ISR faculty members receive the Allen Newell Award for Research Excellence -Institute for Software Research - Carnegie Mellon University

Thursday, April 10, 2014

ISR faculty members receive the Allen Newell Award for Research Excellence

ISR faculty members Jim Herbsleb and Kathleen Carley and COS alumni Marcelo Cataldo and Patrick Wagstrom received the Allen Newell Award for Research Excellence for their research on Socio-Technical Congruence.

The Allen Newell Award for Research Excellence is awarded by the School of Computer Science at Carnegie Mellon. It recognizes an outstanding body of work that epitomizes Allen Newell's research style as expressed in his words:

"Good science responds to real phenomena or real problems." "Good science is in the details." "Good science makes a difference."

The award was given for a body of research on collaborative software development. The team devised methods for computing "coordination requirements," i.e., who had to coordinate with whom to accomplish a given work activity, and congruence, i.e., how well the required coordination matched actual coordination behaviors. Using data from commercial development projects, they showed that congruence had a major impact on work output.

As described by Alan MacCormack of Harvard Business School:

"I believe this stream of work has been influential to the academy in three ways. First of all, the work makes a very strong methodological contribution, in finding a way to link measures of technical architecture (which in and of themselves are hard to construct) with measures of the social structure inside organizations. As someone who works in the same field, I can tell you that this is extremely difficult to do, given you have to satisfy two rather opinionated groups of researchers - computer scientists and social scientists! Second, the work makes a profound managerial contribution, in showing a direct and significant link between levers that are under managerial control (communication, managerial hierarchy etc.) and the performance of the resulting technical artifacts that they produce. For many years, scholars have hypothesized such a link must exist, but robust empirical confirmation has proved elusive. Finally, the work makes a distinct academic contribution, in reshaping the agenda for future research by establishing this critical result, and providing methods for exploring it further. In particular, having established that organizational choices shape technical outcomes, we can now focus on a deeper set of questions, surrounding the most important contingencies that mediate this relationship. For example: Which is stickier in the short/long term - organizational or technical structure? How can we change these structures to improve performance, given the legacy designs that are in place? And what will be the impact of new tools, for both organizing (e.g., chat and messaging) and architecting (e.g., aspect oriented design) on this relationship?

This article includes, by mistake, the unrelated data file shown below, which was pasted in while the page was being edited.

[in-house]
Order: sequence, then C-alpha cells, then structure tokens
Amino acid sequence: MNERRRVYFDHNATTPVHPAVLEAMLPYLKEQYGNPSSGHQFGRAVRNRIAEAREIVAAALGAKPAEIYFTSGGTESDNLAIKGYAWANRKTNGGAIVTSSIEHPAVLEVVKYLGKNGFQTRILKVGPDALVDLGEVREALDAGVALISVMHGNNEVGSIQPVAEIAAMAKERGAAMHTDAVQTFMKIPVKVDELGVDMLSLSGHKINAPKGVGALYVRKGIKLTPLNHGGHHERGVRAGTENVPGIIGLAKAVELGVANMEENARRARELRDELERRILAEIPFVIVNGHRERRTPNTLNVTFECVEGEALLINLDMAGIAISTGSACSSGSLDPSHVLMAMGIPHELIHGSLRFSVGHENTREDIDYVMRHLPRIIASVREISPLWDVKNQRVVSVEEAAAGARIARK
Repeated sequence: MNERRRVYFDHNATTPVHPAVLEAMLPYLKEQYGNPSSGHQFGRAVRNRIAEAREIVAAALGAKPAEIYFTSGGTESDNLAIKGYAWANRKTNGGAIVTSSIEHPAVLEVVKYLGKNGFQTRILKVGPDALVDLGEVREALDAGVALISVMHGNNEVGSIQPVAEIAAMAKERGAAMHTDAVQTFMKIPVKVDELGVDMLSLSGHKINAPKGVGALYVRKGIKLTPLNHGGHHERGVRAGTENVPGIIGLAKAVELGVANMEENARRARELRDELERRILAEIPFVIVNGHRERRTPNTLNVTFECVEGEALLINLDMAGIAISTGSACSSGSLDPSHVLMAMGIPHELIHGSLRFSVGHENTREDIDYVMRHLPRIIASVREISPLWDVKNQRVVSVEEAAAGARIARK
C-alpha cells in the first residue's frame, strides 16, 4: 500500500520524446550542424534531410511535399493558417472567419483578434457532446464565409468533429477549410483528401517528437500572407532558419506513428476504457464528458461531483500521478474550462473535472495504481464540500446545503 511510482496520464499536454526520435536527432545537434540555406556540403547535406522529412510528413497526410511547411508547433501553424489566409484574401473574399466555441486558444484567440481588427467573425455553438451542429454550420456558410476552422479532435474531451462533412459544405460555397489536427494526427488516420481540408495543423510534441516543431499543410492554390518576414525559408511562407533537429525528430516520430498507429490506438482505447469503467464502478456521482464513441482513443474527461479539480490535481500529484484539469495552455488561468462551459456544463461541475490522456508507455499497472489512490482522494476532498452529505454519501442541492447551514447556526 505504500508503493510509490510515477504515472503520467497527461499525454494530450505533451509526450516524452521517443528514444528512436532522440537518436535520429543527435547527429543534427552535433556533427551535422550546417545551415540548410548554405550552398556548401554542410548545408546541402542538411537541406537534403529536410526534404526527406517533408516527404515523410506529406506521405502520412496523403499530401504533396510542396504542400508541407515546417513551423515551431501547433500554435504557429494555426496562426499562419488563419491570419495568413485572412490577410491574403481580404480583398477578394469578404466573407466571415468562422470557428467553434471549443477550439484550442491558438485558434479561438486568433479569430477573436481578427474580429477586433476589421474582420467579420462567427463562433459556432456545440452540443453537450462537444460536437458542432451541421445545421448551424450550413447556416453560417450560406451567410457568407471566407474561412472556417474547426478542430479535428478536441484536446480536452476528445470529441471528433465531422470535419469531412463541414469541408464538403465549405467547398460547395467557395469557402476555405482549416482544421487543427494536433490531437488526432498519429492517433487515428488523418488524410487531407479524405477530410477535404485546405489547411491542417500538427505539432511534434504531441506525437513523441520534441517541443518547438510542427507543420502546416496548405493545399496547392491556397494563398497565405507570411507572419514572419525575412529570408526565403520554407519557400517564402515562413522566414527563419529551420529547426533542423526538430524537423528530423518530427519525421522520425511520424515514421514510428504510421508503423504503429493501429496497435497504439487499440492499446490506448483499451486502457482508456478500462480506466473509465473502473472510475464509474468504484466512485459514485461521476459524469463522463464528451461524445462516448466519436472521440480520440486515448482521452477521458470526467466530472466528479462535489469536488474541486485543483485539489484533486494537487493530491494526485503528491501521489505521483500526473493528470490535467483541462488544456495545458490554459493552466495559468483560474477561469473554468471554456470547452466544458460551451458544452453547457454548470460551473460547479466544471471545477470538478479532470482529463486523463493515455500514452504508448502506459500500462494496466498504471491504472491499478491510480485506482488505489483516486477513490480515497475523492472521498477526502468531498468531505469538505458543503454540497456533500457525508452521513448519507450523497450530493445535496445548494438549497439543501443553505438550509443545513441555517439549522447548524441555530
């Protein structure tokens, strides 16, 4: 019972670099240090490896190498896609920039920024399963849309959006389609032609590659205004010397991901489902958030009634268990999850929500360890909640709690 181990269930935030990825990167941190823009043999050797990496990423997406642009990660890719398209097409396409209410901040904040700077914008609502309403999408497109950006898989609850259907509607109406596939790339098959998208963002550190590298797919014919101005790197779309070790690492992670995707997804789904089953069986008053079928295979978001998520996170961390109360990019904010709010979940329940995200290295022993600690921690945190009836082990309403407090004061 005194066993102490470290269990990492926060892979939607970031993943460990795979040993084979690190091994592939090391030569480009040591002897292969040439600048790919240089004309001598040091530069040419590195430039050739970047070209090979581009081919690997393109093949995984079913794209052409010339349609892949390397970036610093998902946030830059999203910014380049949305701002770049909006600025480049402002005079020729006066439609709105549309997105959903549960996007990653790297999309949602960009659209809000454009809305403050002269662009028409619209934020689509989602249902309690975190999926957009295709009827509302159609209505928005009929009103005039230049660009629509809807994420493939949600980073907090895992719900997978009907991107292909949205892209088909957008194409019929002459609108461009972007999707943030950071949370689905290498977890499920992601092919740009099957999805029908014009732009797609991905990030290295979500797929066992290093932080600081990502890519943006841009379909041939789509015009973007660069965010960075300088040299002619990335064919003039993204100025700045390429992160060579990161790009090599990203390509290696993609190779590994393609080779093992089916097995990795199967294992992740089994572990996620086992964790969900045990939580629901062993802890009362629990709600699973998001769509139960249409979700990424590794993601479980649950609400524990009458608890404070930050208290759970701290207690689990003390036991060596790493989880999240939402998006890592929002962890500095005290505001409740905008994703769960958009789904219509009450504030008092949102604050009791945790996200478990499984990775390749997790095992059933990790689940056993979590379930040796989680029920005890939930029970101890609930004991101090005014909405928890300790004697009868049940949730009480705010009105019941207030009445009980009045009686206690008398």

"In sum, this research has both delivered a set of very exciting results, and has opened up a very rich field for future study that cuts across the traditional disciplinary lines of computer science and management."